4.E Miscellaneous

1. Violet, Viola odorata

“My grandmother used to tell me: ‘Put violets under your pillow to have the sweetest sleep. They are great for anger.’ ‘The flower tea is relaxing – it is good for coughing.’ And other things that I don’t remember anymore.” (Eleni Neratzi)

“Violets have a delicate fragrant odor and our grandmothers used to say that we should have at least forty in order to harvest them and bring them into the house, so that they would bring luck, and we would have a great year with health and all; so that the hens and the turkeys would have plenty of eggs and young birds. The same went for wild asparagus and black bryony shoots. The first bunch we would bring home had to be forty, at least.” (Maria Faita)

2. Lemon Tree Leaves

“To help me stop breast feeding, my grandmother used to apply lemon tree leaves on my breast, kept in place by the bra. It worked wonders!” (Eleni Zoumbou)

3. Mallow Leaves and Flowers, Malva sylvestris

The common mallow leaves and flowers were commonly used for constipation.

4.Couch Grass, Cynodon dactylon

Couch grass is commonly used all over Corfu together with corn silk for passing kidney stones.

Couch Grass, Cynodon dactylon

5. Orange Tree Flowers

They are commonly used as a relaxing tea for mild insomnia.

6. Moss

“When I was a kid, I had an infected weeping wound in my leg. Doctors gave me several medicines but nothing could heal it. An old woman from the mainland used to live at the same village as us. She told my mother to make an herbal poultice and apply it several times a day on the wound. I don’t know what was in the poultice. I only remember the moss. The lady said the moss would protect my leg from sepsis.” (Eleni Neratzi)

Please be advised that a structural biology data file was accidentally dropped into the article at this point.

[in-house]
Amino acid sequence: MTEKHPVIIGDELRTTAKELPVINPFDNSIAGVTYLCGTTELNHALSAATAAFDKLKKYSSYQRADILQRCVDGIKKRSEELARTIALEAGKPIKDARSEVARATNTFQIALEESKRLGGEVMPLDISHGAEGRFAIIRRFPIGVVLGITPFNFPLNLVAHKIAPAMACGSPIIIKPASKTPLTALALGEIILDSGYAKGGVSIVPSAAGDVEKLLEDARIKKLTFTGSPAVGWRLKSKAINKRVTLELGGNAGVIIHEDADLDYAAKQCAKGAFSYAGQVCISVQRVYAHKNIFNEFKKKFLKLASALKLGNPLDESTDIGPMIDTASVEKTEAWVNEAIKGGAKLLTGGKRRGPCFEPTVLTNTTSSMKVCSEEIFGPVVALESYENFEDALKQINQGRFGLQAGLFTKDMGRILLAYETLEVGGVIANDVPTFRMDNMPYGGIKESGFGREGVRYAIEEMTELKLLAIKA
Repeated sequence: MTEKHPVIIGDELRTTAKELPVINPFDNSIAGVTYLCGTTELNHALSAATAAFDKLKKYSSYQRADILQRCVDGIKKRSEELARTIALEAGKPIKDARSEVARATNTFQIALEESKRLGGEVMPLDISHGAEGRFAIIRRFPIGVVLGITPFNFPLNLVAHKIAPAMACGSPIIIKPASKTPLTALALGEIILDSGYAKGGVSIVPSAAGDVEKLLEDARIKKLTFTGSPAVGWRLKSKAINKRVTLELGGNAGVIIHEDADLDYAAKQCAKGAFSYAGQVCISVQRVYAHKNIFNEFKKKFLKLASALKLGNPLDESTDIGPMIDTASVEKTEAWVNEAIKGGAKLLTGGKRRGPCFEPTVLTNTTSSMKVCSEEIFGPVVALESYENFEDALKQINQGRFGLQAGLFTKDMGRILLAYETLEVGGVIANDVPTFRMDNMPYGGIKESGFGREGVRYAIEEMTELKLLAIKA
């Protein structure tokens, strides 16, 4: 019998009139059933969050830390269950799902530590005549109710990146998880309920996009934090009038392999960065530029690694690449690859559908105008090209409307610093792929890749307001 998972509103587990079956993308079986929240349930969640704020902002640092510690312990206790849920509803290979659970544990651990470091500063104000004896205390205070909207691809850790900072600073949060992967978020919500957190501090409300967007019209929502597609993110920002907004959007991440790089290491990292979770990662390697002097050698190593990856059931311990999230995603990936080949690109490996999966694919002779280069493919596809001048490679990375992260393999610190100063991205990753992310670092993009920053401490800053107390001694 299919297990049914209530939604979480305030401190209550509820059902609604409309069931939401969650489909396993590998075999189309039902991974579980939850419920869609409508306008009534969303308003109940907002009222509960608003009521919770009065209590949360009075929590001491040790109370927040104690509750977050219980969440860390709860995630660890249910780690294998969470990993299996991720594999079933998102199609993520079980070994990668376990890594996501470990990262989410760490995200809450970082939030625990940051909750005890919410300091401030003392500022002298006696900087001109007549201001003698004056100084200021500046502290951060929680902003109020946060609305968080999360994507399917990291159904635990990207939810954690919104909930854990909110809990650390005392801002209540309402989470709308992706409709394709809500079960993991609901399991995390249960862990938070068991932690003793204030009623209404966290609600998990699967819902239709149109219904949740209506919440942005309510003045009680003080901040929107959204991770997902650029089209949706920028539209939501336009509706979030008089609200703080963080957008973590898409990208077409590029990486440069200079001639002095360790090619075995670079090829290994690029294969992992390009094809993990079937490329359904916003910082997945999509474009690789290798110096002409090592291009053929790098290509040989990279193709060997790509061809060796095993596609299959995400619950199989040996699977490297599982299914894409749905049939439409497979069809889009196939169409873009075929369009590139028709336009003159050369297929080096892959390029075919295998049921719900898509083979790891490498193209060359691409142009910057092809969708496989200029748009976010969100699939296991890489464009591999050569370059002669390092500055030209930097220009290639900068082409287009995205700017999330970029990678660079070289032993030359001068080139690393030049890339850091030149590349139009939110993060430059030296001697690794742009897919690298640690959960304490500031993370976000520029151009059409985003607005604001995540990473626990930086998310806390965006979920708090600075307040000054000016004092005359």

7. Cuckoo Pint, Arum maculatum

Cuckoo pint is a common weed all over Corfu, known for its toxicity. That was one of the plants children learned to avoid from an early age, as its sap can be very irritating to the skin and its red showy but toxic fruits can easily attract kids to taste them.

Photo credit: Maria Nikolouzou

The only animal known to eat cuckoo pint is the pig and when people wanted to make a new garden somewhere, they always brought pigs in to clean the area of this plant before they started working the land.

It has several names in Greek (fidohorto – snakegrass, drakontia – dragon plant, avgo tou fidiou – snakes eggs), all of them obviously related to snakes, and I was always astonished by the similarity the triangular leaves have with a snake head coming out of the thick undergrowth.

The plant was used medicinally, especially in the mainland. The root was used topically for arthritic pain. The roots were washed and boiled until they became soft and then were applied warm as a plaster on the painful joint.